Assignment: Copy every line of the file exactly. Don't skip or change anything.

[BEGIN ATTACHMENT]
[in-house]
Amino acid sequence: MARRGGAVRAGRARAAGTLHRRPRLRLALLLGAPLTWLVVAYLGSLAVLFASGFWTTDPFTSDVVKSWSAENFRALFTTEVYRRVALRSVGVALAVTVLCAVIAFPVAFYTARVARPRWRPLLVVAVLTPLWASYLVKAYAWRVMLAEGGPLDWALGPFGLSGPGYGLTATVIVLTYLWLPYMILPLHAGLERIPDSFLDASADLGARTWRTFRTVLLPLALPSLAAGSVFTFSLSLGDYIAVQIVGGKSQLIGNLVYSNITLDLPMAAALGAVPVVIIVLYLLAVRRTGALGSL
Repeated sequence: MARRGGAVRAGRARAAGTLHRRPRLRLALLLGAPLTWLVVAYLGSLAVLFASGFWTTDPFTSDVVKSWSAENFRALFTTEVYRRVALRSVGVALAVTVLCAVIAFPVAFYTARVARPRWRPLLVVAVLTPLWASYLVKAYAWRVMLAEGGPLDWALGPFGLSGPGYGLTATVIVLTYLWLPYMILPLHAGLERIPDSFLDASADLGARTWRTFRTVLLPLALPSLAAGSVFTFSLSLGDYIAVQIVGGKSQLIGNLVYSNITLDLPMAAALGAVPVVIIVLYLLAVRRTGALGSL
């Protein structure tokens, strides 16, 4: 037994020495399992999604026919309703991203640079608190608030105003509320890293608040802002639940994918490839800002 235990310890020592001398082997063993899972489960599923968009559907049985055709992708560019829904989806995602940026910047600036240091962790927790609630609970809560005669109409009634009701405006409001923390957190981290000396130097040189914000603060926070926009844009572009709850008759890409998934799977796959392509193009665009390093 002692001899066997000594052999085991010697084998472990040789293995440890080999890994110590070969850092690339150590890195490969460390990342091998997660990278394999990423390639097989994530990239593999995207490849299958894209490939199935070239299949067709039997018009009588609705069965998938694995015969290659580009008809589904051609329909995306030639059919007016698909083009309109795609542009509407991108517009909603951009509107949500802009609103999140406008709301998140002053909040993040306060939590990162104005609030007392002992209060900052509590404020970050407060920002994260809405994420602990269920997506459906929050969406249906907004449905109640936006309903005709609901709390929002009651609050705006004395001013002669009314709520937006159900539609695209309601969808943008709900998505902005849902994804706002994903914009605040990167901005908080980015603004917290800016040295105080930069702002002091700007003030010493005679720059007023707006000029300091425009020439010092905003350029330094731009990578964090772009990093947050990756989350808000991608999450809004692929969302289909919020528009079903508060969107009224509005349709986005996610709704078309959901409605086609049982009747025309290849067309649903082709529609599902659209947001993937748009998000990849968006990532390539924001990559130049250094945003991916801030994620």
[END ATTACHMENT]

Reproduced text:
[in-house]
Amino acid sequence: MARRGGAVRAGRARAAGTLHRRPRLRLALLLGAPLTWLVVAYLGSLAVLFASGFWTTDPFTSDVVKSWSAENFRALFTTEVYRRVALRSVGVALAVTVLCAVIAFPVAFYTARVARPRWRPLLVVAVLTPLWASYLVKAYAWRVMLAEGGPLDWALGPFGLSGPGYGLTATVIVLTYLWLPYMILPLHAGLERIPDSFLDASADLGARTWRTFRTVLLPLALPSLAAGSVFTFSLSLGDYIAVQIVGGKSQLIGNLVYSNITLDLPMAAALGAVPVVIIVLYLLAVRRTGALGSL
Repeated sequence: MARRGGAVRAGRARAAGTLHRRPRLRLALLLGAPLTWLVVAYLGSLAVLFASGFWTTDPFTSDVVKSWSAENFRALFTTEVYRRVALRSVGVALAVTVLCAVIAFPVAFYTARVARPRWRPLLVVAVLTPLWASYLVKAYAWRVMLAEGGPLDWALGPFGLSGPGYGLTATVIVLTYLWLPYMILPLHAGLERIPDSFLDASADLGARTWRTFRTVLLPLALPSLAAGSVFTFSLSLGDYIAVQIVGGKSQLIGNLVYSNITLDLPMAAALGAVPVVIIVLYLLAVRRTGALGSL
């Protein structure tokens, strides 16, 4: 037994020495399992999604026919309703991203640079608190608030105003509320890293608040802002639940994918490839800002 235990310890020592001398082997063993899972489960599923968009559907049985055709992708560019829904989806995602940026910047600036240091962790927790609630609970809560005669109409009634009701405006409001923390957190981290000396130097040189914000603060926070926009844009572009709850008759890409998934799977796959392509193009665009390093 002692001899066997000594052999085991010697084998472990040789293995440890080999890994110590070969850092690339150590890195490969460390990342091998997660990278394999990423390639097989994530990239593999995207490849299958894209490939199935070239299949067709039997018009009588609705069965998938694995015969290659580009008809589904051609329909995306030639059919007016698909083009309109795609542009509407991108517009909603951009509107949500802009609103999140406008709301998140002053909040993040306060939590990162104005609030007392002992209060900052509590404020970050407060920002994260809405994420602990269920997506459906929050969406249906907004449905109640936006309903005709609901709390929002009651609050705006004395001013002669009314709520937006159900539609695209309601969808943008709900998505902005849902994804706002994903914009605040990167901005908080980015603004917290800016040295105080930069702002002091700007003030010493005679720059007023707006000029300091425009020439010092905003350029330094731009990578964090772009990093947050990756989350808000991608999450809004692929969302289909919020528009079903508060969107009224509005349709986005996610709704078309959901409605086609049982009747025309290849067309649903082709529609599902659209947001993937748009998000990849968006990532390539924001990559130049250094945003991916801030994620």